Not only the receiver but all the bands, trigger guard & magazine floor plate were cast iron.  The chamber of the barrel was enlarged & the locking recess for the bolt was machined into the barrel.  This kept the receiver from carrying any of the stresses of firing.  Even though this is sound in theory & is used on some modern rifles, these cast iron receiver rifles & carbines should not be fired!

The Japanese used a wide variety of training rifles.  Most of these were crudely made in small shops.  Stocks were generally made of one piece of wood instead of the normal dove tailed 2.  Barrels were smoothbore (no rifling) as they were designed to only fire blanks.  The majority were styled after the Type 38 long rifle.  The navy had one with a cast iron receiver that was styled after the Type 99 short rifle.  In addition, obsolete Japanese & captured enemy rifles were converted into trainers.   Schools that had access to ranges were issued serviceable Type 30 & 38 rifles that usually had the school markings on the stock or the character for school stamped on the breech ring. 

Izawa 38 Model Youth Training Gun No. 2 that used a straight walled pistol type blank cartridge to simulate firing.
A naval Type 99 trainer with a cast iron receiver.
A Type 99 long rifle trainer.  The second photo shows the fore stock & front band/bayonet lug of both the trainer & a Type 99 long rifle.  The Type 38 trainers have a rounded band similar to the Type 38 rifles.
A Japanese trainer made from a captured Chinese M1888 rifle.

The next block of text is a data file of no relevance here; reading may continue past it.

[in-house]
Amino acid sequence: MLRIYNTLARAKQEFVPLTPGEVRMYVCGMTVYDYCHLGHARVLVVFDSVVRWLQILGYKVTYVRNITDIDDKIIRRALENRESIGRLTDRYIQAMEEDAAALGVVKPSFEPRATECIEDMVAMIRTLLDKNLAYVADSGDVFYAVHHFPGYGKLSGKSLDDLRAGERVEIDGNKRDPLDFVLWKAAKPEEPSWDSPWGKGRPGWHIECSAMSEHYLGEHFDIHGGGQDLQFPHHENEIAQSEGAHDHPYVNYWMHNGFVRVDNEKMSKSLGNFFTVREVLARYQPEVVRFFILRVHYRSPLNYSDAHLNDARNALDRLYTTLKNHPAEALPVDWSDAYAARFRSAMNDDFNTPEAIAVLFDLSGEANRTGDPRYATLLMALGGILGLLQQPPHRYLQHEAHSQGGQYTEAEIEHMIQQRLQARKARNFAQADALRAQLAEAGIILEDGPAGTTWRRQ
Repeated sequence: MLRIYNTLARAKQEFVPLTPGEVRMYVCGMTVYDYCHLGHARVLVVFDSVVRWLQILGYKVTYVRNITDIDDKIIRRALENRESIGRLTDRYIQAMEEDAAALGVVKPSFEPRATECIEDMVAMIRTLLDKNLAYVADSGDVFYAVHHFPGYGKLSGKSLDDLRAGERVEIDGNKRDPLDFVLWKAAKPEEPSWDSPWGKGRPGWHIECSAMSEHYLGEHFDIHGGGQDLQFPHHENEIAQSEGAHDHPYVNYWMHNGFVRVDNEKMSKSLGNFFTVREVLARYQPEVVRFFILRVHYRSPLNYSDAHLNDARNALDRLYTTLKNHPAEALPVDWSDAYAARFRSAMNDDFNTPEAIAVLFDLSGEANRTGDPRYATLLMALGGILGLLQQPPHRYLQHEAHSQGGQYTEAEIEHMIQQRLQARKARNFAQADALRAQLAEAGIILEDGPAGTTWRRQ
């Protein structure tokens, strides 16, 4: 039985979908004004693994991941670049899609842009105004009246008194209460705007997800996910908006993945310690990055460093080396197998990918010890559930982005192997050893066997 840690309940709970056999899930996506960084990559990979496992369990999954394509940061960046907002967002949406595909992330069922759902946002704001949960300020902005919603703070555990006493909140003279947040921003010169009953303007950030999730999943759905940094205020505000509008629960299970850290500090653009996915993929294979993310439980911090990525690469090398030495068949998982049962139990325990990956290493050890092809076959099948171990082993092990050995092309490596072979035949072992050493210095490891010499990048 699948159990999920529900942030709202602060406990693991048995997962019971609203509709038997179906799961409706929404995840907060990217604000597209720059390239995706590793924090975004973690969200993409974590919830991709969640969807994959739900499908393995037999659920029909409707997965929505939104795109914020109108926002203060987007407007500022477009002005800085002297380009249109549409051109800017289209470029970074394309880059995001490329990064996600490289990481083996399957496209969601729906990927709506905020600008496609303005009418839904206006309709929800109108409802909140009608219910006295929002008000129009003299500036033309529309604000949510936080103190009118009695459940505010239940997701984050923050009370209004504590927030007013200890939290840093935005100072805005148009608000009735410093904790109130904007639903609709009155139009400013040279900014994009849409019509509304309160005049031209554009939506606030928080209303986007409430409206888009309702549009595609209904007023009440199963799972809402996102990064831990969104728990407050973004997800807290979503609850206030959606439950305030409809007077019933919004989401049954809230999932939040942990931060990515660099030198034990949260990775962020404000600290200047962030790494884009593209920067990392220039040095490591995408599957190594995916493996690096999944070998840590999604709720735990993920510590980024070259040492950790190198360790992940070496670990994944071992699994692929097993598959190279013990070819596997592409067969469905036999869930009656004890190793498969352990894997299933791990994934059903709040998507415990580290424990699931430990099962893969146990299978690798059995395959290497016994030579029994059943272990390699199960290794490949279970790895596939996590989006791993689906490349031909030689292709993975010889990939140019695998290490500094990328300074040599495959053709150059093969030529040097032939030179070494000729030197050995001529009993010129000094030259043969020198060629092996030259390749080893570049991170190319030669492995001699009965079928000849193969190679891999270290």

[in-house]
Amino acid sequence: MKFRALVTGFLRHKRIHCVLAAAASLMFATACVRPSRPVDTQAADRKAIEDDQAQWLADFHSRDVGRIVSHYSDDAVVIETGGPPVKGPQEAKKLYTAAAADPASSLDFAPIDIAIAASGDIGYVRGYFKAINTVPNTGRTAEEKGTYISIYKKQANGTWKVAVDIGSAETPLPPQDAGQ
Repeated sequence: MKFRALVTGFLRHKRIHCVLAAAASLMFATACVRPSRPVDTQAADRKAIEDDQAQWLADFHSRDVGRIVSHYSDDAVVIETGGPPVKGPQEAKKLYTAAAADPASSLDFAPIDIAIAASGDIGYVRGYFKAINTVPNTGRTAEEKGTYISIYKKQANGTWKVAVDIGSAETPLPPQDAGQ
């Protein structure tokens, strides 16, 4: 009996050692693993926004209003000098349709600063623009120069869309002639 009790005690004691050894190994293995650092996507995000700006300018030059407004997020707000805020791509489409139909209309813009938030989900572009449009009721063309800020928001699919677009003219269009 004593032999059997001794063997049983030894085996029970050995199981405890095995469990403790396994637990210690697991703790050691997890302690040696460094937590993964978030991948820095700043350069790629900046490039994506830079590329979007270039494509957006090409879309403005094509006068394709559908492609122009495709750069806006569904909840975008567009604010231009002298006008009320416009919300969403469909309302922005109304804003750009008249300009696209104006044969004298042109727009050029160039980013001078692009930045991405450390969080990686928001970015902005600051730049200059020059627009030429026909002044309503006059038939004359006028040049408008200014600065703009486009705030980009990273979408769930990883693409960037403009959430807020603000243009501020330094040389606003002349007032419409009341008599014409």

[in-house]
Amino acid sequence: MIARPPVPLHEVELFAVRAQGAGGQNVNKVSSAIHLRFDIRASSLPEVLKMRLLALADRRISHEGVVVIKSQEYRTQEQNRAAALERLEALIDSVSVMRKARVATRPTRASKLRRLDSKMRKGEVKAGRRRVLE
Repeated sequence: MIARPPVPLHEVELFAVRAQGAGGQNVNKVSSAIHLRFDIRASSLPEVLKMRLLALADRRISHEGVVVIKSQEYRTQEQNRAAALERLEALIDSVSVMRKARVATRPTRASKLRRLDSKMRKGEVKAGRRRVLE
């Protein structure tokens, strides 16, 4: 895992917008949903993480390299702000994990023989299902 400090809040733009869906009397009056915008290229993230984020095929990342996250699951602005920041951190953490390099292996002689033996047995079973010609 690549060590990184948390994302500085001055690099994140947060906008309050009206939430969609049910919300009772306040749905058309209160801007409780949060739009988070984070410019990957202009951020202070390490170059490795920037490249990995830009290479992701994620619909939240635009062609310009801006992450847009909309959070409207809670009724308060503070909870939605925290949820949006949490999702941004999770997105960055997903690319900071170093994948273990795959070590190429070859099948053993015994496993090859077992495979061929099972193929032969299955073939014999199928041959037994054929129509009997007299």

One additional Japanese rifle that is fairly common is the so-called Type I, (I think for Italy).  In 1937 the 3 Axis Powers (Germany, Italy & Japan) signed an agreement for the exchange of industrial help.  Japan needed additional rifles to equip her growing military, so she placed an order with the Italian Government for 60,000 rifles.  These all used the Italian Carcano action but with all components copied from the Japanese Type 38 rifle, including the Mauser style magazine & 2 piece stock.  Production started in 1938 & was completed in 1939.  It is reported that the entire production was delivered to the Imperial Japanese Navy.



Japan got a late start on adopting a rifle grenade launcher.  In the late 1930s they adopted a spigot type launcher that used the Type 91 hand grenade with a special hollow finned shaft in stead of the booster assembly used in the Type 89 Grenade Launcher (so called Knee Mortar).  In 1940 they adopted the Type 100 cup type launcher that fired the Type 99 Kiska grenade.  In 1942 2 German officers went to Japan with examples of the German cup type hollow charge grenade launcher.  After a short evaluation & some changes, the German design was adopted as the Type 2.  The photos show both the Japanese & German versions of this launcher.

I’d like to thank John Ziorbo for supplying the pictures of the Type 1 Test carbine, Type 97 & 99 sniper rifles & the Type 99 Naval Special early rifle & carbine & the Type 2 rifle grenade launcher.   Also Francis C. Allan & Harvey W. Macy (Deceased) for the information in BANZAI Special Project #8, The Type 38 Arisaka.

copyright 2004
Carbines for Collectors
Cliff Carlisle